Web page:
I spent two weeks on Patmos last month. It’s a small Greek island in the Dodecanese chain, chiefly associated with John of Patmos, the reputed biblical author of the Book of Revelation or Apocalypse. Patmos is arid but beautiful, blessed with a fine climate and endless light.
Though I packed a digital SLR, it didn’t see much use – the Yashicamat came first. I brought my usual slide film (Fuji Provia 400) and some print film (Fuji Reala 100) for the first time. Daily temperatures around 31 degrees Celsius (88 degrees Fahrenheit) had shooting at dawn and dusk most days, avoiding the harsh light and heat of midday.
Patmos was created volcanically around 7 million years ago; its topsoil is loose and has the texture of Granola, crumbling beneath your feet as you scramble around. Arriving on location pre-dawn, I fell over more than once whilst clambering with my tripod and camera equipment in the dark. At dawn, the window of great light lasted around 15 minutes so it was essential to have shots pre-visualised and locations scouted beforehand.
The ‘Rock of the Apocalypse’ shots were made at dawn in Petra bay. The shoreline at Petra (Greek πέτρα, literally ‘rock’) has a tangible volcanic rim shape and the bay is dominated by a large rock of geological and historical interest. The rock contains grottoes inhabited by early Christians and, according to a controversial theory outlined by an Austrian lady I met, it may have been be the cave site of John of Patmos. This theory is of course regarded as errant by the Orthodox monks managing the ‘official’ cave and fortress monastery at Chora. History aside, the rock formation is very sculptural and makes an excellent photographic subject.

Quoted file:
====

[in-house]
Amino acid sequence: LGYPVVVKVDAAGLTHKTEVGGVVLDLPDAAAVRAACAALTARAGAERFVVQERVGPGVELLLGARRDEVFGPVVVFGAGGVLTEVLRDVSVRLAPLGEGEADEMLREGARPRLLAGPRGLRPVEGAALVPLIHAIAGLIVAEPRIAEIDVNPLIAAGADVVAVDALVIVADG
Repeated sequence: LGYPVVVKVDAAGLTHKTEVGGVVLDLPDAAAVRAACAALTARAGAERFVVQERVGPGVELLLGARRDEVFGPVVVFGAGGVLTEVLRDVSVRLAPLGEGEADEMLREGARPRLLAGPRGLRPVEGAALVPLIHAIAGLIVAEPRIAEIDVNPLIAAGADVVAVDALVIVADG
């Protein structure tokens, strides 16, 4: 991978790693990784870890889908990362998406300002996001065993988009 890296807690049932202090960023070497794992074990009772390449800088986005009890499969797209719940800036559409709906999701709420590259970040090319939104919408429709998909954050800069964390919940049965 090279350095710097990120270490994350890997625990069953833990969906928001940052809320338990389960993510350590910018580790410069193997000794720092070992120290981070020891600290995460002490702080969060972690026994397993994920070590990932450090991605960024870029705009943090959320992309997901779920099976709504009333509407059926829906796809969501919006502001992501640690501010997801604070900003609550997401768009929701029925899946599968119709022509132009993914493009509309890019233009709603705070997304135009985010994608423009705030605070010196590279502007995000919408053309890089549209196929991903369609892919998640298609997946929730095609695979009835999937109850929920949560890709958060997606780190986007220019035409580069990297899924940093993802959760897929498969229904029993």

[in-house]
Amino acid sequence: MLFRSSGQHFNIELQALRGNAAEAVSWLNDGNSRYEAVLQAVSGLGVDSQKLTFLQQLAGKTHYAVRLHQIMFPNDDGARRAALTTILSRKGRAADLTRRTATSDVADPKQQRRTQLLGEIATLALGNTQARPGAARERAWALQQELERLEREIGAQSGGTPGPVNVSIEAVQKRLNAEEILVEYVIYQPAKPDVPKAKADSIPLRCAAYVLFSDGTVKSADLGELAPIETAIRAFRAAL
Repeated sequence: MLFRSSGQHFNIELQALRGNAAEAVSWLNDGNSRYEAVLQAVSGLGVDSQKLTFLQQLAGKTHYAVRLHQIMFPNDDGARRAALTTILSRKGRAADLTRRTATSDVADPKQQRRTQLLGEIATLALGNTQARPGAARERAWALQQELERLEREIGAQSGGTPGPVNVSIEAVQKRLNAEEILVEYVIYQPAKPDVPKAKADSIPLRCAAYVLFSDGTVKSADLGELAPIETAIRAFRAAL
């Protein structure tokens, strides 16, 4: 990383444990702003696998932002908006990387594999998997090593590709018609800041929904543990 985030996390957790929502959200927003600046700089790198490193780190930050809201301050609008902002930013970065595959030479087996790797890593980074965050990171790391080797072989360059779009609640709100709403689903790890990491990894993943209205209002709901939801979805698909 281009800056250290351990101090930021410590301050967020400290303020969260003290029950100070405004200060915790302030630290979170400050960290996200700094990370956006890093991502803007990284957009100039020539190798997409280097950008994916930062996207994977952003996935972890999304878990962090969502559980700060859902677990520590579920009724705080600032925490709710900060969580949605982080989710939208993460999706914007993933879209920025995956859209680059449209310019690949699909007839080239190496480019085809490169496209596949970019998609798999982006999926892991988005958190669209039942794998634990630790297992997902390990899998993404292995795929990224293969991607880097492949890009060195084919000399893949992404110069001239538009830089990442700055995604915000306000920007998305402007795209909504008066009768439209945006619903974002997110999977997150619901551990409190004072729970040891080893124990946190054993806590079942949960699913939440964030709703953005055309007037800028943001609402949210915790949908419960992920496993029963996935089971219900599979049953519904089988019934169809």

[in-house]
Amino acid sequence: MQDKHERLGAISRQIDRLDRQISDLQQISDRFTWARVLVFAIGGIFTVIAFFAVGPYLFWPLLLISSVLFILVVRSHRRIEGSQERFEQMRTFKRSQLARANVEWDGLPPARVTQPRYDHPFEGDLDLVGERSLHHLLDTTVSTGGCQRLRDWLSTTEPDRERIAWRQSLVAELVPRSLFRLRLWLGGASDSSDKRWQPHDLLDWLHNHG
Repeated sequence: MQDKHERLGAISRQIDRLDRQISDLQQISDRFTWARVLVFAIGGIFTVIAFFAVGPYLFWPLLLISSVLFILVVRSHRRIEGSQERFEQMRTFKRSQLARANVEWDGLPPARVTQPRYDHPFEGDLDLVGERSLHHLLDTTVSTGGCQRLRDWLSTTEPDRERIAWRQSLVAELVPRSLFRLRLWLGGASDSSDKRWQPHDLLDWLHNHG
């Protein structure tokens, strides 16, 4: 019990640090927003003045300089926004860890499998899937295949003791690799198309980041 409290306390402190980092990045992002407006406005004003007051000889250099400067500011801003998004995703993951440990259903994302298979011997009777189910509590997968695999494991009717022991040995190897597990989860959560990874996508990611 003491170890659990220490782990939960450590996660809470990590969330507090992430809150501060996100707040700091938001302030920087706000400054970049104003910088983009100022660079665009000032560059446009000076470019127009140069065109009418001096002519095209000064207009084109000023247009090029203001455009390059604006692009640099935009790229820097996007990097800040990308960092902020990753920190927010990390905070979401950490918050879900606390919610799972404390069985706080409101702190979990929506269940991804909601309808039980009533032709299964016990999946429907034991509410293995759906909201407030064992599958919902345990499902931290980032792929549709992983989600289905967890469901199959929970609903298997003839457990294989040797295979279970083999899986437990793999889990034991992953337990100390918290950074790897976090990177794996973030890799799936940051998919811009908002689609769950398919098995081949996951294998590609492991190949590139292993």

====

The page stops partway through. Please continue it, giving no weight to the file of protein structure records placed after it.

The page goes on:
Boulders, wiry plants and rocky outcrops drew my gaze on Patmos. The hillsides at Grikos turned fiery at dawn (see ‘Hillside at Grikos II’) and came out rather over-saturated in print film (which is already sensitive to red) so I adjusted this in Lightroom. Comparing C41 (print film) and E6 (slide film) results from this trip, C41 shots like ‘Massey Ferguson, Grikos’ have more muted tones and smoother contrast. The E6 Grikos harbour images have a different look altogether, something I can best describe as ‘glassy’.